# 7. Kern E. Kenyon, Roll Wave Theory

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Volume 11: Pages 531-540, 1998

# Roll Wave Theory

Kern E. Kenyon

4632 North Lane, Del Mar, California 920144134 U.S.A.

When a thin layer of water flows down a smooth solid surface of arbitrary but constant slope angle, it is surprising that waves are almost always observed to be present instead of a layer of uniform thickness. The crests move down the slope at constant speed while maintaining their shape. These are the “roll” waves of mathematical hydraulics. A physical model is adapted from Einstein's gravity wave method [Naturwissenschaften 4, 509 (1916)] by including frictional dissipation and gravitational driving down the slope, and is used to explain the existence of roll waves and to calculate their phase speed. The computed phase speed greatly exceeds the speed of the current upon which the wave rides and practically always exceeds the phase speed that a shallowwater gravity wave would have if it propagated down the slope under a reduced gravity consistent with the given slope angle (and in the absence of a current). Increases in phase speed occur with increases in slope angle, mean layer thickness, and wave amplitude, and with decreases in the viscosity coefficient. Quite large speeds are predicted for fluids of low viscosity, and the possible application of roll wave theory to explain the observed fast turbidity currents at the bottom of the ocean is discussed. A uniform layer is predicted to occur only when a certain nondimensional number, called here the roll number R1, equals one. By definition R1 = gh3f(α)/v2, where g is the acceleration of gravity, h is the mean layer thickness, v is the laminar viscosity coefficient, and f(α) is a given nondimensional (trigonometric) function of the slope angle α. The average downslope mass flux is conjectured to be a minimum for a layer of constant thickness and to increase as the superimposed wave amplitude increases. It appears difficult to calculate the wavelength and shape with the present approach, because finiteamplitude effects must be considered, but a possible way to approach these computations is outlined.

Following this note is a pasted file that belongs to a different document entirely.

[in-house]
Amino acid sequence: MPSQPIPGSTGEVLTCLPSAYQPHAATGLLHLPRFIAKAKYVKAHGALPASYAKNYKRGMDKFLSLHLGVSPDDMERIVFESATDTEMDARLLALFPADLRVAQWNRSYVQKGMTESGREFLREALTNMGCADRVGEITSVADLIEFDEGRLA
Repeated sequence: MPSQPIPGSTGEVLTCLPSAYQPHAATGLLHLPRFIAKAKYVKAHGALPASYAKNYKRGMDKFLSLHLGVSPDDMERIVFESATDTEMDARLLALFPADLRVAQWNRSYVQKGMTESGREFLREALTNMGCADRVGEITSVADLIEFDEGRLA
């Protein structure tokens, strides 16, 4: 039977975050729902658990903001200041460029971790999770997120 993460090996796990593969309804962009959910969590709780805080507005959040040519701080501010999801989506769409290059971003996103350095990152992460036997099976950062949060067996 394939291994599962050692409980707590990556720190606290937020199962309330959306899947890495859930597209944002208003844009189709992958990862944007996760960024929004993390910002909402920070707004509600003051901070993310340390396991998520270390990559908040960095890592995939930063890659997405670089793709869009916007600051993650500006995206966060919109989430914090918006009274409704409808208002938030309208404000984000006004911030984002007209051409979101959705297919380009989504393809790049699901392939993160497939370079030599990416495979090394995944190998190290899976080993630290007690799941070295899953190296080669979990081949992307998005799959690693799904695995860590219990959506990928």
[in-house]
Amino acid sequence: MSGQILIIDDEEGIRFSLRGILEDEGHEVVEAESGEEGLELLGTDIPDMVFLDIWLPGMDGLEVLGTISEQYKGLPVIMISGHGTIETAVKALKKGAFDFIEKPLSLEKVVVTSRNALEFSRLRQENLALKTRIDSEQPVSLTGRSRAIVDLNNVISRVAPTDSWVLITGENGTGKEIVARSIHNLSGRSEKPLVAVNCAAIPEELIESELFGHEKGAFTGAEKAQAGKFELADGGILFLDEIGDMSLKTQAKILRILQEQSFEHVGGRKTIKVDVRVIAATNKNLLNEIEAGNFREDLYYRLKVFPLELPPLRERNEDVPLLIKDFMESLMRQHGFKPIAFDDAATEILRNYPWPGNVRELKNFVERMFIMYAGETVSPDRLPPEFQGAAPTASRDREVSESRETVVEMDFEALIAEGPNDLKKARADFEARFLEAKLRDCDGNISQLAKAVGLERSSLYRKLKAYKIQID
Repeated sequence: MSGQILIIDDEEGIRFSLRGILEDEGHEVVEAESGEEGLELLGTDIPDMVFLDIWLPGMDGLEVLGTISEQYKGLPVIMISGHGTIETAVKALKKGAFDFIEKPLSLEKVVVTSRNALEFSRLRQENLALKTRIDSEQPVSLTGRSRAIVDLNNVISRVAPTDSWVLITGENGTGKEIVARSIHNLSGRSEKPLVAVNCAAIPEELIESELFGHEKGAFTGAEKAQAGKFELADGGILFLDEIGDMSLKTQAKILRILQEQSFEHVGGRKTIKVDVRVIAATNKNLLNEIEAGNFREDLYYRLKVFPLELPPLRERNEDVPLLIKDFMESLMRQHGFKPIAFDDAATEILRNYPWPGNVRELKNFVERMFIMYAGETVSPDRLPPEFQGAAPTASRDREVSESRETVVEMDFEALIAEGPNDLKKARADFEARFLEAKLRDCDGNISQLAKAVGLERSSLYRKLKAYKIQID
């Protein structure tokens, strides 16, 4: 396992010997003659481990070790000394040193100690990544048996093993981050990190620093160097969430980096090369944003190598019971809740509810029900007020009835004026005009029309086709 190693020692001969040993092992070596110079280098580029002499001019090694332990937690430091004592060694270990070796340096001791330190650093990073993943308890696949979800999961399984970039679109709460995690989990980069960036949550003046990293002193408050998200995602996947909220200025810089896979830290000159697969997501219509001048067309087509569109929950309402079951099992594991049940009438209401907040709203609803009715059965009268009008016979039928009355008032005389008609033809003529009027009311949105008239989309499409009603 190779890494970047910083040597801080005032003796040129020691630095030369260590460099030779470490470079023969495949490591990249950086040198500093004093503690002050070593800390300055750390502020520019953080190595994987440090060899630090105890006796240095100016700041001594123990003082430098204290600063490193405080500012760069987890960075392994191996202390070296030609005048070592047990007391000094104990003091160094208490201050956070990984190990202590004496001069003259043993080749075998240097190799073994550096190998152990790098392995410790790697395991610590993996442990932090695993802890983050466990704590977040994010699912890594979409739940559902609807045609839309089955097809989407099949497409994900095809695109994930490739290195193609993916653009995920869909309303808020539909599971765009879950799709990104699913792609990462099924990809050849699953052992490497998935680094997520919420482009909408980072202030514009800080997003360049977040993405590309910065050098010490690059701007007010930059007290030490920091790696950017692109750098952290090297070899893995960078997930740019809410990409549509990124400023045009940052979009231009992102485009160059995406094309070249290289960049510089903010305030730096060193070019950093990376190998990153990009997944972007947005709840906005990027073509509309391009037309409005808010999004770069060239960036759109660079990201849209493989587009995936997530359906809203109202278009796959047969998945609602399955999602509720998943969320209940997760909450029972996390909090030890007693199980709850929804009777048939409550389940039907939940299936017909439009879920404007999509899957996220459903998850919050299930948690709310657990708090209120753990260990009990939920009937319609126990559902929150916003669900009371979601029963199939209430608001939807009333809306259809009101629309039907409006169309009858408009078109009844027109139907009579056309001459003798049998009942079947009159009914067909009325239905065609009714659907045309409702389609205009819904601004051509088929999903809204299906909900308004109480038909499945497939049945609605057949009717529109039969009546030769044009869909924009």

Received: November 6, 1997; Published online: December 15, 2008